Bellamy barely leaves her side any more. He tells her stories. Sometimes he tells her about the Earth’s history. Long ago battles and people who were revered as legends.
Her favourites are his stories of mythology. He tells her about the gods and the goddesses, the heroes and the monsters, the winners and the losers. Mostly he just emphasises how, even when it looked like there was no hope left, the heroes still won.
She loves him a little more every time he tells those stories.
He’s so strong, so determined and focused. He makes her happy. He makes her want to hope.
She tries to sit with him as much as possible, loathes having to lay down whenever her body can no longer support her.
Bellamy is gentle and kind and he makes her ache for everything she’ll miss when she’s gone.
He kisses her more than he should but less than she wants him to.
She knows every kiss, every moment they share, will cost him in the end. It will make it that much harder to let her go but she can’t help wishing he’d give in completely.
She wants to get lost in him before she’s lost to the world.
Clarke gets her miracle when Octavia and Lincoln return.
The medicine they bring works wonders for about two weeks.
It’s the best two weeks of Clarke’s life.
She spends most of it with Bellamy.
They go on walks by the lake, go swimming under a giant waterfall, have picnics in the middle of a field full of sunflowers. He kisses her with everything he has and she kisses him back with everything she has left.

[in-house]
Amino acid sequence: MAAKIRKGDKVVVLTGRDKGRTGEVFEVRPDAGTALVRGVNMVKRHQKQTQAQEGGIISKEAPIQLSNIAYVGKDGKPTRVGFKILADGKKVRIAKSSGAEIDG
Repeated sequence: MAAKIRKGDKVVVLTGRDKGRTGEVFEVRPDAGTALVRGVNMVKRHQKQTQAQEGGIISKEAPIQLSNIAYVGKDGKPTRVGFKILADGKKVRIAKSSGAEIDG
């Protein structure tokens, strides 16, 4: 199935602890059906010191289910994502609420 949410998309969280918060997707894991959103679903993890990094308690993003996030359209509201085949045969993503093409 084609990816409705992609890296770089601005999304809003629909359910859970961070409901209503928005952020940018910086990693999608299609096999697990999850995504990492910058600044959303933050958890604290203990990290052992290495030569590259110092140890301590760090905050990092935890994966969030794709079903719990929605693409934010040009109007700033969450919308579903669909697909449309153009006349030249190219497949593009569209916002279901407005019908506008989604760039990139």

They sleep under the stars on a particularly hot night and finally give in to everything between them.
Clarke wants to sing with joy when Bellamy gazes down at her as their bodies work together. It’s slow and tender and sweet.
She loves him and she tries to convey every ounce of that love with every kiss and every touch she gives him.
When they finally come back down, Bellamy laughs into her hair. He asks her if she ever imagined they’d be doing this when they hated each other so much in the beginning.
She tells him, smirking, that she did but she pictured them fucking against a tree after a particularly loud argument. Bellamy laughs harder and mutters an ‘of course you did, princess.’ against her neck.
Bellamy Blake asks Clarke Griffin to marry him the night before she dies.
She collapses before she gives him an answer.
When she wakes up a few hours later, her heart beating far more slowly than she knows it should, the first thing she sees is his face.
“Figures I’d ask you to marry me and you’d just about drop dead with excitement.”
She smiles weakly, coughs to clear her throat and squeezes his hand.
“That’s not funny.” She whispers with as much force as she can.
“I’m not laughing.” Bellamy swallows harshly, blinking back tears.
Clarke closed her eyes and smiled again.
“What did Poseidon say to the sea monster?”
Bellamy huffed, exasperated.
Clarke smiled wider and waited.
She raised an eyebrow and laughed quietly.
“Fine. What did Poseidon say to the sea monster?”
Clarke opened her eyes and winked.
Bellamy laughed, shaking his head. “Nerd.”
“Hey, who taught me this stuff? You’re the original nerd, loser.”
Clarke grinned at Bellamy, congratulating herself mentally as he grinned back.
His next words brought her back to reality.